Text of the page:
Friday, January 10, 2014

Stay at home - the best way to analyse International CES

In this crazy world of technology and so little time, I've taken the back seat where the view is better and so much easier to understand. I note that This Week in Tech and other analysts I respect have long since given up on the annual trek to Las Vegas for what, until recently, was just known as the Consumer Electronics Show. I just don't agree with the cynics that say there is nothing new at CES. It is just that I can't find it fast enough at such an event. And these days, few companies make product announcements at the show. It's mainly a way for some companies to show what they are capable of.


Why spend a week of your time wandering around aimlessly when thousands of tech reporters are doing the reporting work for you. All you need to do is find the best curators. This year I thought it was The Verge and the newly revamped Tech News Today from the TWIT network. Coverage has been much better this year since the decision to focus on the top-20 products, cancel the live coverage, shorten the reports, and add compact analysis.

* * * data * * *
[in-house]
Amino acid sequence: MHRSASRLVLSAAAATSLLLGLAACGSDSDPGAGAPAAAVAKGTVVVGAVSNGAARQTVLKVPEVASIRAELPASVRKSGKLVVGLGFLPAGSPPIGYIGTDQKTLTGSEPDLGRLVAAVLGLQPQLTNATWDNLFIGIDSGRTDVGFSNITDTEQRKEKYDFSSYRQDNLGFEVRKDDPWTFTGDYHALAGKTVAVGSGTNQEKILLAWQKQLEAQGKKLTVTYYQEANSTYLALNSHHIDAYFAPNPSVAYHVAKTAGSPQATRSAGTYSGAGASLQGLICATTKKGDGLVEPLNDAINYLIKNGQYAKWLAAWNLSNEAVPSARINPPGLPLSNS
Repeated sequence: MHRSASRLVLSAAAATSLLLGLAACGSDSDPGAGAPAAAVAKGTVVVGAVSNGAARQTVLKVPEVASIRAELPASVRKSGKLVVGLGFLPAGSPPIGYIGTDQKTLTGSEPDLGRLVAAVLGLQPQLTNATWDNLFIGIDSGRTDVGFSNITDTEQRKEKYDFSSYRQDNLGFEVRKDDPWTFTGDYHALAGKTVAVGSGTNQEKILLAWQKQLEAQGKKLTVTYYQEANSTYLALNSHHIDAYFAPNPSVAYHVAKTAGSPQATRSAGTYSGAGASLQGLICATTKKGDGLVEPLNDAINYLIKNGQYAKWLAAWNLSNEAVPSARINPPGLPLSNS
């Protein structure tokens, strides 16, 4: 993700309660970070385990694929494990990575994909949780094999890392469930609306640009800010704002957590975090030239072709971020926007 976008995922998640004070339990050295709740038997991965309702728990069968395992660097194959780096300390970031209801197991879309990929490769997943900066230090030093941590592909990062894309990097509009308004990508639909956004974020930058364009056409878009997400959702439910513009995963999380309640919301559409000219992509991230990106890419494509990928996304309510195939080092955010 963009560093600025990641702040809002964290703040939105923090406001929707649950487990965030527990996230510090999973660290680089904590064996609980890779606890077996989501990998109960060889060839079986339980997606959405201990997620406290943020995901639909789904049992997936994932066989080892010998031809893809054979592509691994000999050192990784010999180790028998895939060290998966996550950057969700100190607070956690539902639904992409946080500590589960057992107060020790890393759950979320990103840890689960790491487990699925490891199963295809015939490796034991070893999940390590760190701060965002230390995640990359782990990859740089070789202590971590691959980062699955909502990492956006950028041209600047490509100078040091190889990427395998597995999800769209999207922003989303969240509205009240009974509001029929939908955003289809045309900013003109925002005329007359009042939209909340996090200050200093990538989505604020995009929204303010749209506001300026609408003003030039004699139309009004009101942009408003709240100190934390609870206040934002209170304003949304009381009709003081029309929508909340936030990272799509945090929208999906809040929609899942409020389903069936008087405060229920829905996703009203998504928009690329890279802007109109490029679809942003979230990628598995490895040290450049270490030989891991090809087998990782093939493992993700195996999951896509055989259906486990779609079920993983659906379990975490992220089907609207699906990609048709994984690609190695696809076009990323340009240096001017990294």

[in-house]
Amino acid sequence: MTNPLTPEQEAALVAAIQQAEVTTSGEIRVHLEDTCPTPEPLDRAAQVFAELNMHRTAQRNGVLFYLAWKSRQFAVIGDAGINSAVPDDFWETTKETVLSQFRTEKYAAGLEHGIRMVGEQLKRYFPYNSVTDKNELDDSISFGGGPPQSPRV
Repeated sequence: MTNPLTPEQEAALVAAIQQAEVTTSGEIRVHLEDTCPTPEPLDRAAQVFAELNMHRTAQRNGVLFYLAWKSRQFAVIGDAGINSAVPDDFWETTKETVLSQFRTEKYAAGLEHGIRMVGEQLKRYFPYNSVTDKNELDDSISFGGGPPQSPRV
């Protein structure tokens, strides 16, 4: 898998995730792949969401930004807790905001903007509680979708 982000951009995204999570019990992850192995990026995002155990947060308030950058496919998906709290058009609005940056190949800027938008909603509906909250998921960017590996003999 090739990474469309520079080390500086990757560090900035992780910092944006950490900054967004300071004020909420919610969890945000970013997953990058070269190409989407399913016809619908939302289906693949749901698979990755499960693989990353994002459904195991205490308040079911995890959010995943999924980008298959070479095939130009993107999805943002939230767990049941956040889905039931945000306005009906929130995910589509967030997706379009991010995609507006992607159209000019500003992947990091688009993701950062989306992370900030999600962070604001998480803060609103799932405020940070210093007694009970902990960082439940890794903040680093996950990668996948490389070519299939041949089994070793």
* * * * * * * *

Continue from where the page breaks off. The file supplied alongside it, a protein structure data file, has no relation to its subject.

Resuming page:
Scripted keynotes are the thing that's killing CES. There are too many, they are not an open narrative. It's like watch Tell-Sell commercials in the 1990's. I pity anyone who has to stand on stage and read an autocue. Because that what everyone is doing.

  And look what happens when the prompter fails. Hollywood director Michael Bay's presentation collapsed, his mind went blank, and the host did nothing to try and save the situation. Bay did the right thing under the circumstances. They should have encouraged him to speak from the heart not read prepared PR from a screen. Samsung got their attention for their new curved TV screens for all the wrong reasons (the video clip went viral).

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